World Economy

Sell-Off in Technology Firms Sends Asia Markets Into Reverse

In Hong Kong internet giant Tencent sank more than 4%.In Hong Kong internet giant Tencent sank more than 4%.

Asian markets reversed early gains Tuesday to sit mostly down in the afternoon as a sell-off in technology shares overshadowed a record close on Wall Street and a rally in energy firms.

After surging on years of low borrowing costs, the tech sector is suffering selling pressure from profit-taking around the world and increasing talk among central banks that the age of cheap money is coming to an end, AFP reported.

With big-name firms such as Apple and Google parent Alphabet suffering in recent weeks, their Asian counterparts are also feeling the pinch.

In Hong Kong internet giant Tencent sank more than 4% and speaker-maker AAC Technologies dived 2.4%, while Tokyo-listed Sony lost 1.7% and Sharp dived 1.9%. Samsung Electronics retreated 0.5% in Seoul.

Tokyo ended down 0.1%, Seoul slipped 0.6%, Singapore gave back 0.5% and Taipei 0.6%. Shanghai was off 0.4%. Hong Kong plunged 1.5%, with Kenny Wen, a strategist at Sun Hung Kai Financial in Hong Kong, telling Bloomberg News: “Many investors were betting 25,500 was the supporting level for the Hang Seng Index and have bought lots of futures on it.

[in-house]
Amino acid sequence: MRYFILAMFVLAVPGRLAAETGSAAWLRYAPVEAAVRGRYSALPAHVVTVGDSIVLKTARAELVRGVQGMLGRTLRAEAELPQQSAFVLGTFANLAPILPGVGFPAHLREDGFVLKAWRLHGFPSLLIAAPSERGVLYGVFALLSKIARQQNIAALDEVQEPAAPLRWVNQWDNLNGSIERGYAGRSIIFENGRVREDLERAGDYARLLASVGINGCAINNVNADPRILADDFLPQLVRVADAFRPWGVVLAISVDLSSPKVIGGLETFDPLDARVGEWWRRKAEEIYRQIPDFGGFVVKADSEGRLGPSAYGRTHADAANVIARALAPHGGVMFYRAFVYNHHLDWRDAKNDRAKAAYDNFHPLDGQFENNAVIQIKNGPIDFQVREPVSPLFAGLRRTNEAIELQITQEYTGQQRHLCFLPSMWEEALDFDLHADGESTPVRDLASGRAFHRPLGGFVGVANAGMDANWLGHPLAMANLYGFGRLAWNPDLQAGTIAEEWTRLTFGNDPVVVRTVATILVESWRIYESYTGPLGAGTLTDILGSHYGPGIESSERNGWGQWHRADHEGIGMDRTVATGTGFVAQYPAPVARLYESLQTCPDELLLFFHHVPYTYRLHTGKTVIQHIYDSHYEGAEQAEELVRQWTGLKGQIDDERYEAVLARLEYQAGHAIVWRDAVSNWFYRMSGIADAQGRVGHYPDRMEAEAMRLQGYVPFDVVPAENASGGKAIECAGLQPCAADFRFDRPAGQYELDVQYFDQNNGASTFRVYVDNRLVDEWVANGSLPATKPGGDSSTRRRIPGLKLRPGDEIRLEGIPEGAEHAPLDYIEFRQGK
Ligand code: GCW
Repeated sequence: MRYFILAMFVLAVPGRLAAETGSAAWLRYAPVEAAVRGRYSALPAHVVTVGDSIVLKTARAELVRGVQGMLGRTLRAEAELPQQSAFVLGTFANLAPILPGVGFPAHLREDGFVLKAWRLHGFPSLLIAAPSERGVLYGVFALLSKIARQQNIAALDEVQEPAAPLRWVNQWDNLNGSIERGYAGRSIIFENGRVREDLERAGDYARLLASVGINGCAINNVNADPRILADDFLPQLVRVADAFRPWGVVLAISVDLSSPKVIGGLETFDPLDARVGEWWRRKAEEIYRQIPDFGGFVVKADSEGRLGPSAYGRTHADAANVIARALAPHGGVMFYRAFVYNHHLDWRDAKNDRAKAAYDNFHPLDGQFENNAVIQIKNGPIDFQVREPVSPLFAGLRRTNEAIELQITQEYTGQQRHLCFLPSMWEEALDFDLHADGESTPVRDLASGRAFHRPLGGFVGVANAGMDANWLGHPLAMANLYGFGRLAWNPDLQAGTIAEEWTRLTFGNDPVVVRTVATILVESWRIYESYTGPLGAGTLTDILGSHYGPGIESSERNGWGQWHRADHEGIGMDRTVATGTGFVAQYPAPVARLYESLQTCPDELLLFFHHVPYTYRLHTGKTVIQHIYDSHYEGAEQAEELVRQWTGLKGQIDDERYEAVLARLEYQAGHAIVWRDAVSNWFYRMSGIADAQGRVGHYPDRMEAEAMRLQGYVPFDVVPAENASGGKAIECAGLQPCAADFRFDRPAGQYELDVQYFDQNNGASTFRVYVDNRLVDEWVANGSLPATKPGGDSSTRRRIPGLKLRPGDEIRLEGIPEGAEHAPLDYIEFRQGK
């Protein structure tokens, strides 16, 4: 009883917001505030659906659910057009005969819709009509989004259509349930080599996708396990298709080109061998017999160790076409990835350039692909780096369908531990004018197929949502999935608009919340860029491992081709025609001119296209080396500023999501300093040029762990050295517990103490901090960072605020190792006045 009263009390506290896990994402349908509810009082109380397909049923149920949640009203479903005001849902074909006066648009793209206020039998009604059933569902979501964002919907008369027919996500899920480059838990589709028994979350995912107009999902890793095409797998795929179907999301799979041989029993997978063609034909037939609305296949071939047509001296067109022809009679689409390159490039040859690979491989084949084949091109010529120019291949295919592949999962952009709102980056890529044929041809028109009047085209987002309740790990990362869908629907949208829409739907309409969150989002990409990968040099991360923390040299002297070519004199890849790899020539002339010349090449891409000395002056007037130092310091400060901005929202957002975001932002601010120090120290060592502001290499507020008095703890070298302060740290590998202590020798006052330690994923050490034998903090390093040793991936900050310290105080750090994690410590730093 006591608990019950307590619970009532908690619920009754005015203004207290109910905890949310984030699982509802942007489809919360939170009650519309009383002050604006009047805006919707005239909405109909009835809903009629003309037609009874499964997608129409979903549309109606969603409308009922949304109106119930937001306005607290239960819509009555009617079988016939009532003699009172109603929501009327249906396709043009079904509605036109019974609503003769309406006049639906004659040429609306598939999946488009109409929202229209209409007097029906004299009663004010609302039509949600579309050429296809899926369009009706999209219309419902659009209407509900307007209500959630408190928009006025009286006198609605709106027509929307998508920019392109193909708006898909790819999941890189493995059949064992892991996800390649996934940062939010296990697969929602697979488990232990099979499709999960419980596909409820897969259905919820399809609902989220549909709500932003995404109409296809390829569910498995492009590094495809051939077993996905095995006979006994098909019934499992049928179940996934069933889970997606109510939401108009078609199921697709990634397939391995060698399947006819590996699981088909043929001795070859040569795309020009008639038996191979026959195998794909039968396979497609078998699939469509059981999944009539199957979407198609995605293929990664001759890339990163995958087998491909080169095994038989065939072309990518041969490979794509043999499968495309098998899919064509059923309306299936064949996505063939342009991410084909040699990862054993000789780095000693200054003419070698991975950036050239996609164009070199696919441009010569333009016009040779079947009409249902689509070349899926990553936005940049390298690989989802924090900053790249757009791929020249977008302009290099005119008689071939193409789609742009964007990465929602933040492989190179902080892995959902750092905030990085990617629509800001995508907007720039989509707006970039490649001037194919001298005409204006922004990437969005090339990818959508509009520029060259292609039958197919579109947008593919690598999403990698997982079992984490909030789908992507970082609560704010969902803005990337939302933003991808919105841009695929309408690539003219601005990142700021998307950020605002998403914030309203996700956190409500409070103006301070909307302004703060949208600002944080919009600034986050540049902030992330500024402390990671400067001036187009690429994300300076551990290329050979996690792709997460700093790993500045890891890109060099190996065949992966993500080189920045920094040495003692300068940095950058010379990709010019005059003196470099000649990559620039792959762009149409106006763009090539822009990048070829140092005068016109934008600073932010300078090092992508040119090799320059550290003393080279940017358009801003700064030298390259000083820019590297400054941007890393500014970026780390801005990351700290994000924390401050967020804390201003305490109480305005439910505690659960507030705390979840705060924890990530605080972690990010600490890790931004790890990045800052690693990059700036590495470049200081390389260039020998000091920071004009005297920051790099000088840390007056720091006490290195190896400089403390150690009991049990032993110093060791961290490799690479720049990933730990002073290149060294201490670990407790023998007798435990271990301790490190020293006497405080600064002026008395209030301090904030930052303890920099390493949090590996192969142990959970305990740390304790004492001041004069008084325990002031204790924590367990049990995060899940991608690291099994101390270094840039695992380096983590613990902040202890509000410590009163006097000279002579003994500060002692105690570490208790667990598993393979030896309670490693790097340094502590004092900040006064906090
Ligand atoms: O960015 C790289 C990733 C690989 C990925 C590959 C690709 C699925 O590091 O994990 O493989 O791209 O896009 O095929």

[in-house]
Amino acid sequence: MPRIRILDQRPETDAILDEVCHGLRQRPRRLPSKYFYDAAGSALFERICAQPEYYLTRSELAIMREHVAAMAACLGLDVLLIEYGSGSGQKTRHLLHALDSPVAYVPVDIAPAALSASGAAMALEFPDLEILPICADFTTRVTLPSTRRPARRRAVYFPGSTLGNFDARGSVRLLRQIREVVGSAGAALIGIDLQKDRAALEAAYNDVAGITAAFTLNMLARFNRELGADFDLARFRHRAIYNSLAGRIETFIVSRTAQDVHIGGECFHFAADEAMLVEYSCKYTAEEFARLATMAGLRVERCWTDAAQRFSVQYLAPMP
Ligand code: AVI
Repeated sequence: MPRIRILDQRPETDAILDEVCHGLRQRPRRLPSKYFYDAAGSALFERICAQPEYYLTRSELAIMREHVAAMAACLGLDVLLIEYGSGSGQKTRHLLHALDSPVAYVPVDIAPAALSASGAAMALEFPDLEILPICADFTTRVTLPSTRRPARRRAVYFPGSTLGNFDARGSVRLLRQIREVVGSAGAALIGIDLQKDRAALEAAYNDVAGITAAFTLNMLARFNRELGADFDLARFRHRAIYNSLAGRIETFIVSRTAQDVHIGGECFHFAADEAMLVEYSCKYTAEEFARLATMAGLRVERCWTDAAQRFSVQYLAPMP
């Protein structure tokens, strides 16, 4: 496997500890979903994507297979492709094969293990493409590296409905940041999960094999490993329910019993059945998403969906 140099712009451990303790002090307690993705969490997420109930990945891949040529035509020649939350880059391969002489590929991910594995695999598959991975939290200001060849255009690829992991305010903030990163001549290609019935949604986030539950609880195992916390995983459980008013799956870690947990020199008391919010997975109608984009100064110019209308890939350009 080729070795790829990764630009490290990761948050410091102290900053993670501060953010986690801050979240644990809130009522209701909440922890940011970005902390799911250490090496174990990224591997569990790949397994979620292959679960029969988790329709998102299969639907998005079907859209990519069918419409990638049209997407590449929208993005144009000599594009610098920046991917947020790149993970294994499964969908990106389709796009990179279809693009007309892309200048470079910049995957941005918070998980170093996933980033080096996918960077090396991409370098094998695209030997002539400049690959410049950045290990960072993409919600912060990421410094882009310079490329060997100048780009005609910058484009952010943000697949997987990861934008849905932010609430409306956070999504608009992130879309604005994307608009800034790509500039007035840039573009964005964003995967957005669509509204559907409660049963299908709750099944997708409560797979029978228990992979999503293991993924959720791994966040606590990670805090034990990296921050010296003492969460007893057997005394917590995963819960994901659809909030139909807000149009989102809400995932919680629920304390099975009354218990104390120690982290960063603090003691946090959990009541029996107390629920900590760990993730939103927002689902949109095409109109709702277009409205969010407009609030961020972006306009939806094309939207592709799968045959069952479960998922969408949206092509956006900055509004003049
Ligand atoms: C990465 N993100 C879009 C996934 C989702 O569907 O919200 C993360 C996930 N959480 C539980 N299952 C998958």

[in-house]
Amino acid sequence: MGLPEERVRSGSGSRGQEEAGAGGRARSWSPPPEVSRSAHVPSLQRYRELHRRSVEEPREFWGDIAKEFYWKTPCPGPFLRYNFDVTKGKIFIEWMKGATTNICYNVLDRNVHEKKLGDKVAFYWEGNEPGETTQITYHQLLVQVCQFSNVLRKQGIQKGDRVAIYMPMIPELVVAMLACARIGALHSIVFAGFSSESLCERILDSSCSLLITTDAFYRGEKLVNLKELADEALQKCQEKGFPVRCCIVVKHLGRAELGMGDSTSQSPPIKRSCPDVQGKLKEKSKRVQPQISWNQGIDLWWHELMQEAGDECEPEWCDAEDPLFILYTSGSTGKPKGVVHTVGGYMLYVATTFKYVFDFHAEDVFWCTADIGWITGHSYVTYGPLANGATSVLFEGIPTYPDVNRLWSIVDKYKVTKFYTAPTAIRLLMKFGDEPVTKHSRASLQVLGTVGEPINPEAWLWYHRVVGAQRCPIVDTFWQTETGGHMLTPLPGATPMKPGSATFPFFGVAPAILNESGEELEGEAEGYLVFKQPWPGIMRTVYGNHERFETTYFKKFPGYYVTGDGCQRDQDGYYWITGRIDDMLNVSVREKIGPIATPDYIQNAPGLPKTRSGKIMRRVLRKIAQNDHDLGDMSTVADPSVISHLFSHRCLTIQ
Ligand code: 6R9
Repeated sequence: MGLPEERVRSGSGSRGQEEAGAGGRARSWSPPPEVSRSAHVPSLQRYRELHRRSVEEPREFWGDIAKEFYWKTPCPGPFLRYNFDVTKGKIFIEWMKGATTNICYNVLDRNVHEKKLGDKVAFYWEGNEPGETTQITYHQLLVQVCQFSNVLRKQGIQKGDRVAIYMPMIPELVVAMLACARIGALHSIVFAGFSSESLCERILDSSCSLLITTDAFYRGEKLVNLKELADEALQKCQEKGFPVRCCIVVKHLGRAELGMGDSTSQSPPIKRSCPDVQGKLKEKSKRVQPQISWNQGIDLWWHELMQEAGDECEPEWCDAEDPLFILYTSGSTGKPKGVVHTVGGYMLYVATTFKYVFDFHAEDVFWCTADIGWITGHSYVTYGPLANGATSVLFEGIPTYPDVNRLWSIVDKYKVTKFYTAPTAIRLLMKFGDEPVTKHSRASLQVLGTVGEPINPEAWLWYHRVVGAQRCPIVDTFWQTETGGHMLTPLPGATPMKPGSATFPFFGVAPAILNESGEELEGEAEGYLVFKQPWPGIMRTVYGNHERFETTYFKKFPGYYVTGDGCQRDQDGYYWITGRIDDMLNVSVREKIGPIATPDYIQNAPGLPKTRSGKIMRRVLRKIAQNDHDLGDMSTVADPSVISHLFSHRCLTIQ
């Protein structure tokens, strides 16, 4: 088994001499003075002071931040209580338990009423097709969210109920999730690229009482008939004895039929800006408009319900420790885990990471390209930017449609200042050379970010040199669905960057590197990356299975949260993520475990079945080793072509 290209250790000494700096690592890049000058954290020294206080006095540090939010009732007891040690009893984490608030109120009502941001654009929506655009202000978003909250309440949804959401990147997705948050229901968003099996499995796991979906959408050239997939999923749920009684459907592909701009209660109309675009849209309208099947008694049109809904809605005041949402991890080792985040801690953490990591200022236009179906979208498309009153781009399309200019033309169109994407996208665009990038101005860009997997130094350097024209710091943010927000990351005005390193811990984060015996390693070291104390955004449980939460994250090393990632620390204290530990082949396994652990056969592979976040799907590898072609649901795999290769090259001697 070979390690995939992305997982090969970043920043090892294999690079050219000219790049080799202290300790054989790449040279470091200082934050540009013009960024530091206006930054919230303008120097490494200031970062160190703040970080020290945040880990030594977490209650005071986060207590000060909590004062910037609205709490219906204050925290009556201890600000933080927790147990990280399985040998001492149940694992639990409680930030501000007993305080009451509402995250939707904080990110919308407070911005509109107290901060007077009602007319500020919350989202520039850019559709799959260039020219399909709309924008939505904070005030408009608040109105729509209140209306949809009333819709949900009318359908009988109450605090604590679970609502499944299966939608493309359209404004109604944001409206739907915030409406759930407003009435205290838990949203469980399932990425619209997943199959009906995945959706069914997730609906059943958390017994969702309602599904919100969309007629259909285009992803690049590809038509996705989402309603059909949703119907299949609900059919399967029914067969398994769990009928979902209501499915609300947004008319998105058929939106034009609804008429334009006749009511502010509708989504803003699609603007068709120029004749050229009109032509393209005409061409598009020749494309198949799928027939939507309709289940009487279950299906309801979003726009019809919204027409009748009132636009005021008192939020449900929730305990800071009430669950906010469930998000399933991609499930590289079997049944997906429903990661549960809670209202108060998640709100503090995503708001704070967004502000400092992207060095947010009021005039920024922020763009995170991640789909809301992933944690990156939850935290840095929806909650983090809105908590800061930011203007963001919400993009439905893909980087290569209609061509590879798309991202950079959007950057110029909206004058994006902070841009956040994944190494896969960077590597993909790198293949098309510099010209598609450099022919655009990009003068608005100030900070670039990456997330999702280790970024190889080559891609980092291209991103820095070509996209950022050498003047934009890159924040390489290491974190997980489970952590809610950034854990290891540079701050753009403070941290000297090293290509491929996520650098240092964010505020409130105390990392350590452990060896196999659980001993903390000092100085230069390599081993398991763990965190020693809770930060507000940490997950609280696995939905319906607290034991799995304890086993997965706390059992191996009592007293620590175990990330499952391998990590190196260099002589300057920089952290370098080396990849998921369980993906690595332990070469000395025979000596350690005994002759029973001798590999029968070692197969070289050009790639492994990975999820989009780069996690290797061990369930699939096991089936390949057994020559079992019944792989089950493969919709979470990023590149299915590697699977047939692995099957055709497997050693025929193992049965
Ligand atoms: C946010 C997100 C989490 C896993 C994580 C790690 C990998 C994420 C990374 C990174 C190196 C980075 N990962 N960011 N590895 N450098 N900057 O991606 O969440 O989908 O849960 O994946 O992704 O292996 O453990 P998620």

“As the index fell below that level this morning, some people panicked and chose to sell their holdings.”

However, Sydney ended 1.8% higher after a more than 2% dive in the previous two days and as Australia’s central bank held off raising interest rates.

The losses came despite a positive lead from Wall Street where the Dow chalked up another record high ahead of Independence Day celebrations.

Markets reversed early gains that were led by energy firms as oil prices bounced.

Crude lost around a fifth of its value between mid-May and mid-June, hitting 10-month lows, as traders fretted that a pick-up in US output was offsetting cuts by OPEC and Russia.

But it has recovered around half of those losses in recent weeks as US firms have cut the number of rigs pumping, easing supply glut worries.

While both main contracts dipped on Tuesday, regional energy firms tracked the previous day’s gains of around 2% on the oil market.

PetroChina and CNOOC surged in Hong Kong, while Tokyo-listed Inpex was more than 1% up.

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